Every parent knows this fact, and every teacher can confirm it. No two children are alike.
The fact that groups of human beings are diverse is the central problem for would-be leaders. It is a simple matter to lead a homogeneous group; it is far more difficult to take charge of a group with internal conflict and clashing interests.
This is one of the themes of this week’s parsha. In it Moses learns that his life is about to come to a close. He will be allowed to glimpse the Promised Land, but soon afterward will be “gathered to his kin.”
Acting responsibly, Moses sets about finding a successor and asks the Almighty to help him, addressing God in a most peculiar way. Generally, the translation reads something like: “Lord, Source of the spirits of all flesh, appoint someone over the community who shall go out before them and come in before them….”
What is the meaning of “Source of the spirits of all flesh”? And why does Moses use this term to begin his search for a new leader?
Rashi understands that Moses wants to find someone who can cope with individual differences, with every conceivable type of spirit. He is searching for a successor who can deal with all the Jews.
It would seem that Moses is looking for a tolerant person who will not be perturbed by the assortment of characters he will be asked to lead.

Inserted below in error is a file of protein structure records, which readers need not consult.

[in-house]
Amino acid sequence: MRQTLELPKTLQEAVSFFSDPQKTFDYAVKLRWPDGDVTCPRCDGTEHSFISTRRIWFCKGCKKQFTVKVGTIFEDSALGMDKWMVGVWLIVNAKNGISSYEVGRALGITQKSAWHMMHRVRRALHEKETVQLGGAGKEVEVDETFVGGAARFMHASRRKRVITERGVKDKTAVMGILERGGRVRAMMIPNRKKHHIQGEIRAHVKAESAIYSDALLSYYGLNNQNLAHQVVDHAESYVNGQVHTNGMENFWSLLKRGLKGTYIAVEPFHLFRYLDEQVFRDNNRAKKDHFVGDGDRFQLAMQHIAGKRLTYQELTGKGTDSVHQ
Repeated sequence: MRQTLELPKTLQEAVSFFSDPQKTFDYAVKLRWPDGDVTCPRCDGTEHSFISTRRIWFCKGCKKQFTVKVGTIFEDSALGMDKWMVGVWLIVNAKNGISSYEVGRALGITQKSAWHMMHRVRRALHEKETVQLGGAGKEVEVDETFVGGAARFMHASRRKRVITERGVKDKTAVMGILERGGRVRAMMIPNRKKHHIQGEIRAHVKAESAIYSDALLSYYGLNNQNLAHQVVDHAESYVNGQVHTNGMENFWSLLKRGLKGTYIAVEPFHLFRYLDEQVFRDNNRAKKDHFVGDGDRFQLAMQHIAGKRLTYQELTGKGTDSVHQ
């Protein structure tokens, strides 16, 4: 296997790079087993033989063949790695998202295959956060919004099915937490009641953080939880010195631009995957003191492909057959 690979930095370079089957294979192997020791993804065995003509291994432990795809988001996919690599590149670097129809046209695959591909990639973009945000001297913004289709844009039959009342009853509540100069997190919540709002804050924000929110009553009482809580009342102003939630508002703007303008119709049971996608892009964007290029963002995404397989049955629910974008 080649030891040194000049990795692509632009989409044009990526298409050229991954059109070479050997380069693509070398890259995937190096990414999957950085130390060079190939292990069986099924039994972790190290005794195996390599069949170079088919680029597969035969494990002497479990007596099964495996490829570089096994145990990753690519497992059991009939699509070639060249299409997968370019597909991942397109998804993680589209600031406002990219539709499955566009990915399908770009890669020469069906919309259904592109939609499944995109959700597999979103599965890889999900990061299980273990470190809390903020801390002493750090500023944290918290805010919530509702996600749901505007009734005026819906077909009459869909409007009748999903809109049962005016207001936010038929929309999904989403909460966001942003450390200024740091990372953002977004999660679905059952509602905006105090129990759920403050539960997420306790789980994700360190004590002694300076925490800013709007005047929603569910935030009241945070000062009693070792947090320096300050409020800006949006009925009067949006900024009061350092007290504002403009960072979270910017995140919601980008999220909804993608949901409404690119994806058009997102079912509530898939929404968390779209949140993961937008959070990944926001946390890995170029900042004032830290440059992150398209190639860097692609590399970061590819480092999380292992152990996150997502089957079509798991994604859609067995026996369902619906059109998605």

The Almighty informs Moses he has found just such a man, someone who has “spirit within him” and who presumably can deal patiently with everyone he encounters. That man is none other than his disciple Joshua.
I have always found the choice of Joshua very puzzling. We have read quite a bit about Joshua over the past few weeks. What is most striking to me is that he does not come across at all as a patient and tolerant individual. Quite the contrary; when the other spies disagreed with him, he challenged them eloquently and forcefully.
More dramatically, when Eldad and Medad, of whom we are told that “the spirit rested upon them,” seclude themselves and begin to act like prophets, it is Joshua who demands that Moses strike them down. It is Moses who shows tolerance, not Joshua.
I concluded long ago that although it is important for a leader to be able to recognize the differing qualities of his followers, it is not important that he acquiesce to these differences. Rather, he must actively declare his vision and assert his leadership. He must tolerate the differences he encounters but cannot allow them to deter him from attaining the group’s ideals and objectives.
Daily, we read of leaders who either are strong and dictatorial or so sensitive to every subgroup that they are totally ineffective.
In this week’s Torah portion we encounter the perfect balance: Joshua, the man who can work with every one, no matter how demanding, but who has the wisdom and fortitude to transcend short-sighted particular interests in his pursuit of the overarching goal and greater common good.